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The risk of blood clots through long-distance traveling

Travel by Air, Ground Linked to a Tripled Risk of Blood Clots

By Nicole Ostrow

July 6 (Bloomberg) -- Traveling long distances by plane, bus, car or train may nearly triple a person’s risk of blood clots in leg veins and lungs, a review of previous studies found.

For each two-hour increase in travel time, the risk of developing a clot, known as venous thromboembolism, increased 18 percent, according to research published online today in the Annals of Internal Medicine. For air travelers, the risk rose 26 percent for every two-hour increase in time spent on the plane, research showed.

The review, which analyzed 14 previous studies including 4,055 cases, is the largest and most comprehensive to find that travel increases the risk of blood clots, lead author Divay Chandra said. More than 200,000 new cases of venous thromboembolism occur each year in the U.S. with a 30 percent risk of dying within 30 days, according to the American Heart Association.

“People who travel, particularly if they travel long distances, they should be aware of these symptoms,” said Chandra, a fellow in the division of pulmonary, allergy and critical care medicine at the University of Pittsburgh Medical Center, in a July 3 telephone interview. “They should not be ignored.”

Symptoms of a blood clot include swelling in the arms or legs, skin redness, soreness or pain in the arms and legs or a warm spot on the legs, according to the U.S. Department of Health and Human Services.

Drink Water, Walk

All travelers should drink water and walk occasionally while en route to prevent these clots, Chandra said.

Previous studies have reported conflicting results on whether long-distance travel was linked to blood clots. To resolve the question, Chandra and colleagues at Harvard Medical School reviewed 14 studies that looked at the rate of blood clots in travelers compared with nontravelers.

Pooling the results from all 14, the researchers found double the number of blood clots among the travelers. Six of the studies didn’t use the best study design, according to Chandra, because the comparison group of nontravelers had already been previously selected for testing to see if they had clots.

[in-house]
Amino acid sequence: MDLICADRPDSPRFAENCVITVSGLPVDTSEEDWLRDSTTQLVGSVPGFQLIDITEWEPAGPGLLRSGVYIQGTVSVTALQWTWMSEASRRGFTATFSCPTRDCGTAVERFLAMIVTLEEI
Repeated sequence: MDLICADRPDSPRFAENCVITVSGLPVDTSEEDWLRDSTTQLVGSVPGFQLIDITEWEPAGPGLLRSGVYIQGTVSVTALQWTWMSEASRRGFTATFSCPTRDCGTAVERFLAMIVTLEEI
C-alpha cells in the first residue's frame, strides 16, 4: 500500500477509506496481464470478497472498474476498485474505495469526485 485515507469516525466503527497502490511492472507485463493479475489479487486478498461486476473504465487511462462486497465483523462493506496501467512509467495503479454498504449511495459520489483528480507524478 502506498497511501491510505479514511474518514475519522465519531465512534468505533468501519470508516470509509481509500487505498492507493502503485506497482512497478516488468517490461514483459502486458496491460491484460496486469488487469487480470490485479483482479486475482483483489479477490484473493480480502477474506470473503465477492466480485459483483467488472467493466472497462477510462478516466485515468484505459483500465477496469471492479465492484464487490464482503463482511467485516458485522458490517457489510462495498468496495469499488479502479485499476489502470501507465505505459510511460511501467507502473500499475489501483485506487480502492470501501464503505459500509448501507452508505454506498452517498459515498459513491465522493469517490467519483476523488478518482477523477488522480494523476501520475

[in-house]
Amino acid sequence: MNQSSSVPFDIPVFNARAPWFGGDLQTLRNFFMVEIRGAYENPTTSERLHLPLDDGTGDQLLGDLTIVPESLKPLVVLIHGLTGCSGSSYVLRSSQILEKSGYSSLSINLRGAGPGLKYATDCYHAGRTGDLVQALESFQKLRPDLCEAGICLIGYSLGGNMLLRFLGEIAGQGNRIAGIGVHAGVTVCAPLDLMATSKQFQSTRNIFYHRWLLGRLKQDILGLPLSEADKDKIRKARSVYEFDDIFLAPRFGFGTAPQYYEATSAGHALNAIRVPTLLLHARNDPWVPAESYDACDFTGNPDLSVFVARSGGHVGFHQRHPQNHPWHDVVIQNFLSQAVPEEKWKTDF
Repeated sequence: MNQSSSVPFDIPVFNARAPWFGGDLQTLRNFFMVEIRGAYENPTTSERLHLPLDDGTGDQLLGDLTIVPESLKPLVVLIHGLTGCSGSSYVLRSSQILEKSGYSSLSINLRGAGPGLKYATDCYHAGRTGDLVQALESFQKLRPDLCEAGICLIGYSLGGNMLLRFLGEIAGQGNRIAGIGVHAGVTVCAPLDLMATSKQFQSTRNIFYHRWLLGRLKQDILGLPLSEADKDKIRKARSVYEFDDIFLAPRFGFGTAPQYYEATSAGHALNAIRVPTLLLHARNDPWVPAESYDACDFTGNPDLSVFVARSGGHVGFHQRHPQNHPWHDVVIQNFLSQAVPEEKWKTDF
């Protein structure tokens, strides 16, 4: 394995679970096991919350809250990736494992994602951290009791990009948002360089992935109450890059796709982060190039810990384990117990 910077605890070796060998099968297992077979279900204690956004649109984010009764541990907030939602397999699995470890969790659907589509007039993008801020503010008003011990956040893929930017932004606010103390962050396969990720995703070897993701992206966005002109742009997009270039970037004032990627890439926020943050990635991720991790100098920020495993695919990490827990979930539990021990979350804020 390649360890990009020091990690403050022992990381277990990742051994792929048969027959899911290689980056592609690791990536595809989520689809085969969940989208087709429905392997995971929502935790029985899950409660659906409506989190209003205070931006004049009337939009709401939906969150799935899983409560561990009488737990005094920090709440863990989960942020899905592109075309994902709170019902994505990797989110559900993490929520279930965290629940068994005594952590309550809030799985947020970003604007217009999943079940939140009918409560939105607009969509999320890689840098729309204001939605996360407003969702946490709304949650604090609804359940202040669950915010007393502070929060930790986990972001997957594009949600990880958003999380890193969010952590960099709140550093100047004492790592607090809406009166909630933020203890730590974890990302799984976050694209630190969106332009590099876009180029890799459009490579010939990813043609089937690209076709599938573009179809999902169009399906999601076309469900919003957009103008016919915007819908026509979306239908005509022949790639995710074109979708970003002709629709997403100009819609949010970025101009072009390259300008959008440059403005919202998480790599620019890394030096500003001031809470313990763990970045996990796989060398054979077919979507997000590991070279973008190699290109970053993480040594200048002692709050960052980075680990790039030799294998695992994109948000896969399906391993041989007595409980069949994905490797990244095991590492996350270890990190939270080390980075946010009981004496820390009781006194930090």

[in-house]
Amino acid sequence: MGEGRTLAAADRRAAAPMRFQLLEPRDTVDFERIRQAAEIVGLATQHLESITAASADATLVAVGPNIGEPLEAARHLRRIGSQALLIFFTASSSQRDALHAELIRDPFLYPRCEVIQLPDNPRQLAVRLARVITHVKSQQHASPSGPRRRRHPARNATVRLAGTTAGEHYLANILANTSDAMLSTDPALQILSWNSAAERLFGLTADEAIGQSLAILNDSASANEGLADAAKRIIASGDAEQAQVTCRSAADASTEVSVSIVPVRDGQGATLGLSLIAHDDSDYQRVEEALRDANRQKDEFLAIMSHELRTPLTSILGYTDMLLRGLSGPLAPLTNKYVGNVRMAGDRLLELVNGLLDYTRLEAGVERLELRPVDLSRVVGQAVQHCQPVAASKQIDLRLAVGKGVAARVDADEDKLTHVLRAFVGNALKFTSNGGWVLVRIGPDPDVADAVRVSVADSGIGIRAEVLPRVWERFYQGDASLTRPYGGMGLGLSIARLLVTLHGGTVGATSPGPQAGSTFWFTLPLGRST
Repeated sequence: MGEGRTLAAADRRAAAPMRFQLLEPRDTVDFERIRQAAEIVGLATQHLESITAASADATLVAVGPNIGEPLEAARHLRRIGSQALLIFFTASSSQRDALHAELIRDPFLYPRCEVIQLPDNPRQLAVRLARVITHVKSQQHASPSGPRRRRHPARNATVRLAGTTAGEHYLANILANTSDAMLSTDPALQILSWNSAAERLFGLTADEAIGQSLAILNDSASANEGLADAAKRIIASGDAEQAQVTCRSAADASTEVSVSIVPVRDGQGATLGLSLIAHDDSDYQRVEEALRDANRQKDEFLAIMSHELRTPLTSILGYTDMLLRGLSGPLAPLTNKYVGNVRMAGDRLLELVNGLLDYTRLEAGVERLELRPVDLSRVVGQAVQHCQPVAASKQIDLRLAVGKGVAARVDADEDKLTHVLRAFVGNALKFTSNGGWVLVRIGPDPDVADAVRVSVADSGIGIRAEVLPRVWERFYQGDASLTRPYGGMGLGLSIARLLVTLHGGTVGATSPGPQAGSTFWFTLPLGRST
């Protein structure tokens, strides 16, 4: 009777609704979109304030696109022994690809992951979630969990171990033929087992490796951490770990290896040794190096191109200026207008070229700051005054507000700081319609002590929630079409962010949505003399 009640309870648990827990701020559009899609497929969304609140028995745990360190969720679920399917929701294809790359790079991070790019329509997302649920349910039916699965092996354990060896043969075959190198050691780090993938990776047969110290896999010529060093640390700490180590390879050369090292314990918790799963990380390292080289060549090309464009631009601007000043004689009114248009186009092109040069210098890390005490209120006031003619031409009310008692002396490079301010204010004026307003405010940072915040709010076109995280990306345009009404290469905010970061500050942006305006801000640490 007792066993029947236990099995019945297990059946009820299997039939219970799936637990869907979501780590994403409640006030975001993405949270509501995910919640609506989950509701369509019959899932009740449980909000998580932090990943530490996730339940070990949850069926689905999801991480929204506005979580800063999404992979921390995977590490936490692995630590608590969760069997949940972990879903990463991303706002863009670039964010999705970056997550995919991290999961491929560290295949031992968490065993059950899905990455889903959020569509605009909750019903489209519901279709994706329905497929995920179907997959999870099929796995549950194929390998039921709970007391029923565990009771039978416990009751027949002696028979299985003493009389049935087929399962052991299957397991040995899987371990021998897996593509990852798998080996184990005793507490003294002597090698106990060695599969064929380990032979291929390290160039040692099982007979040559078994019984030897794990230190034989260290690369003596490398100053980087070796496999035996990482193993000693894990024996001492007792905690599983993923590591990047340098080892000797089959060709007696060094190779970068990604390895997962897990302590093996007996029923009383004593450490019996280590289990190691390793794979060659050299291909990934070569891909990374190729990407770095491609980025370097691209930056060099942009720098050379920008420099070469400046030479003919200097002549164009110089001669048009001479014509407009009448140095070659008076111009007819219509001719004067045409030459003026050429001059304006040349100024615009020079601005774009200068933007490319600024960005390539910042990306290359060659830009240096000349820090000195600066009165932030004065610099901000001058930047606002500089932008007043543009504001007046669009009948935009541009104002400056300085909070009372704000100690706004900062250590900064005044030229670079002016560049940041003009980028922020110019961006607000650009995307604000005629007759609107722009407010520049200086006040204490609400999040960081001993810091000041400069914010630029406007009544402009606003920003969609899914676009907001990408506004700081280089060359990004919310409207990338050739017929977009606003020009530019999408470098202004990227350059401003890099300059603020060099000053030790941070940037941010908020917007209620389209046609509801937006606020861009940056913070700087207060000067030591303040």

Excluding results of those six, they found the risk of developing a blood clot about tripled for travelers. The researchers also saw the risk was higher for those who traveled by plane compared with those who took ground transportation, but the increase wasn’t statistically significant, Chandra said.

4,600 Flights

The analysis drew its conclusions by reviewing the results of the 14 studies and reported relative risks, rather than numbers of cases. To illustrate how high the odds may be for any one traveler, the article cited a previous study estimating one blood-clot case occurred for every 4,600 airline flights.

Blood clots that form in the legs may be fatal if they break loose and move to other parts of the body, including the lungs, according to the NIH. Twenty percent of those with a lung clot, or pulmonary embolism, suffer sudden death, according to the American Heart Association.

Doctors are still studying exactly why traveling may cause blood clots, and some suspect that lack of mobility may discourage blood flow and enable clots to form.

Future studies are needed to show if travelers can lower their risks by drinking fluids, walking occasionally while en route or taking other measures taken before they embark, Chandra said.

People who are considered high risk for blood clots -- those with cancer, smokers and those who have had clots before - - should talk to doctors and may need to take blood thinners before making a long trip, Chandra said.

To contact the reporter on this story: Nicole Ostrow in New York at nostrow1@bloomberg.net.
Last Updated: July 6, 2009 17:00 EDT

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